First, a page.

By Hatty Stafford Charles, AngelNews
Life as a management consultant for firms like Deloittes, SAP and UBS was all very well for Mitesh Soma, but by 2007 a yearning to set up his own company turned into a conviction when, on a visit to his wife Krishna’s independent Pharmacy shop in Westmister, he realised that the mark-up in the High Street chemist provided an opportunity too good to be missed. His extensive experience of big system implementation and his degree in Business Computer Science were the jumping-off point to build a team able to implement Mitesh’s vision.
An ability to offer “better value to a wider audience” was the key to the idea. Amazon and Google were paving the way during Mitesh’s university years and, since then online retail had grown hugely, so that by 2008, when ChemistDirect was set up, consumers’ experience of online shopping was well established. “The web gives the opportunity for a small idea to get massive. It’s a vehicle to get to a huge amount of people, without enormous cost,” Mitesh explains. This philosophy was to drive everything he has done to date.
Although Mitesh had considerable experience in computing, his first step was to build a good team to make his vision a reality. He had saved some money and, in the early days, his and Krishna’s salaries along with those savings comprised the initial investment. As the project grew, Krishna sold her Westminster Pharmacy, providing a further injection of capital. Word of mouth and online marketing delivered customers from day one and Mitesh’s determination to offer a genuinely wide range of products ensured that customers were not disappointed upon visiting the website. The pharmacy side — highly regulated for obvious reasons — was dealt with by Krishna and ChemistDirect works closely with the Royal Pharmaceutical Society and other regulatory bodies to ensure an appropriate degree of compliance.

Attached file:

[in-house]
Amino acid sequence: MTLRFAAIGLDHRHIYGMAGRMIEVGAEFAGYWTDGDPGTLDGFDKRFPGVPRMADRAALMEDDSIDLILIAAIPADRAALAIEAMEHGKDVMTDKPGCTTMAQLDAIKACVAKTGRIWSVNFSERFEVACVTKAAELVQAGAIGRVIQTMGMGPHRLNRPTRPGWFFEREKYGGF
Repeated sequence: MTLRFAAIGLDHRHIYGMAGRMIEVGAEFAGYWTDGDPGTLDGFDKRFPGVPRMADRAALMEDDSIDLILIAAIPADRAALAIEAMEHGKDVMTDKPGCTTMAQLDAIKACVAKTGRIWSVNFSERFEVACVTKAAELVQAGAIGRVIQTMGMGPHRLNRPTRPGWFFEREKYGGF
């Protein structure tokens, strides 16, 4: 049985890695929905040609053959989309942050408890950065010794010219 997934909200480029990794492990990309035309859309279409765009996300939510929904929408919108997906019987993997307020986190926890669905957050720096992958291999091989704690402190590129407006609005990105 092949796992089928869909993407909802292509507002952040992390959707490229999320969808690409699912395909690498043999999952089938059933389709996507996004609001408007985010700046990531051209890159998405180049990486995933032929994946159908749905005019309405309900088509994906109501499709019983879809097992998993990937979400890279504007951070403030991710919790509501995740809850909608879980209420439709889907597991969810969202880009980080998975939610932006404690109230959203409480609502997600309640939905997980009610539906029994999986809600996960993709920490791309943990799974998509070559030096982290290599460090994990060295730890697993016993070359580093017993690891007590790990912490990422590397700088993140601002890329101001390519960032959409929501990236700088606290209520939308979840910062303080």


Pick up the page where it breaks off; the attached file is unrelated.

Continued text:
In 2009, Mitesh met with Atomico, the VC firm founded by Skype’s Niklas Zennström which specialises in technology investments. Atomico was impressed with the ChemistDirect model and Mitesh’s achievements so far — the company was already turning over “a few” million pounds — and his clear idea of where to go next. Atomico’s £3m investment allowed Mitesh to strengthen the team and further develop the product offering, and thus grow the business. He found the entrepreneurial experience on the Atomico team he worked with to be a great asset. Mitesh had not actively been seeking investment, but the experience and support he gained was as useful as the money — if not more so.
ChemistDirect continues to grow, it is the UK’s number one online pharmacy and the team and range is constantly increasing. Turnover is now ”double digit” millions of pounds. Boots and other High Street pharmacists are playing catch-up but Mitesh believes that the ChemistDirect mantra of “great service, great value and great product range” keeps him ahead of the game and the lesson seems to be that it can be more effective to create a concept than try to replicate it from a High Street tradition. Certainly he feels no fear of his rivals; his ambition is for “everyone in the country to know ChemistDirect and be using it”.
Mitesh launched a Pet division eighteen months ago. Anyone who has ever visited a Vet will know how expensive even simple products for fleas and worms can be, as well as specialist food and general treatment products. This is surely an area with huge potential to offer savings, although it was Mitesh’s Royal Mail Account Manager who gave him the idea when he asked if pet treatments were available. Mitesh realised at once that this was worth looking at, not least so that he could offer products “for your whole family” on one website.